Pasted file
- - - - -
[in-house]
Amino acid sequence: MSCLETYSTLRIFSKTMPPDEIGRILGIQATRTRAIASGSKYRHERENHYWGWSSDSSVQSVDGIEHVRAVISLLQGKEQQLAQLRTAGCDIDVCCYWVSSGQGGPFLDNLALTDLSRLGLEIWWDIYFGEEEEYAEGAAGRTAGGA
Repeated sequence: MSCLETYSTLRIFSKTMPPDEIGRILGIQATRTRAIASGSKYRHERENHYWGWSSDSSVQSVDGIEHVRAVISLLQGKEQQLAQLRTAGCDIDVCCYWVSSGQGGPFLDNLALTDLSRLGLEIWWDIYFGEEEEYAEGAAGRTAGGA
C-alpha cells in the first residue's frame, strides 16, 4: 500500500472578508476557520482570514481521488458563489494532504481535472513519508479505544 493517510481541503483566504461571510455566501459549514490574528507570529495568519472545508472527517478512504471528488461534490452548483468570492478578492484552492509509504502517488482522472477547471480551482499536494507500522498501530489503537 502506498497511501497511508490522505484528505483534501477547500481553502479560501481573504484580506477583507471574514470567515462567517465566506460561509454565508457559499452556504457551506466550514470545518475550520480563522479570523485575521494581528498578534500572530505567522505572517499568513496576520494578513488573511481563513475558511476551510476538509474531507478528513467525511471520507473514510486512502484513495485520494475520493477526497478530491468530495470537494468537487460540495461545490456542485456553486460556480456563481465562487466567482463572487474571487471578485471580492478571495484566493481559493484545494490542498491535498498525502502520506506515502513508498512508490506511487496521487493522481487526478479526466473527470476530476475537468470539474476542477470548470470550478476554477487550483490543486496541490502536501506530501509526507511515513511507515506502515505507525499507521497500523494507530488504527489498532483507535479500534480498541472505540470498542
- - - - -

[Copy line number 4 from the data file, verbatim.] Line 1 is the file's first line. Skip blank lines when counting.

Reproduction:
C-alpha cells in the first residue's frame, strides 16, 4: 500500500472578508476557520482570514481521488458563489494532504481535472513519508479505544 493517510481541503483566504461571510455566501459549514490574528507570529495568519472545508472527517478512504471528488461534490452548483468570492478578492484552492509509504502517488482522472477547471480551482499536494507500522498501530489503537 502506498497511501497511508490522505484528505483534501477547500481553502479560501481573504484580506477583507471574514470567515462567517465566506460561509454565508457559499452556504457551506466550514470545518475550520480563522479570523485575521494581528498578534500572530505567522505572517499568513496576520494578513488573511481563513475558511476551510476538509474531507478528513467525511471520507473514510486512502484513495485520494475520493477526497478530491468530495470537494468537487460540495461545490456542485456553486460556480456563481465562487466567482463572487474571487471578485471580492478571495484566493481559493484545494490542498491535498498525502502520506506515502513508498512508490506511487496521487493522481487526478479526466473527470476530476475537468470539474476542477470548470470550478476554477487550483490543486496541490502536501506530501509526507511515513511507515506502515505507525499507521497500523494507530488504527489498532483507535479500534480498541472505540470498542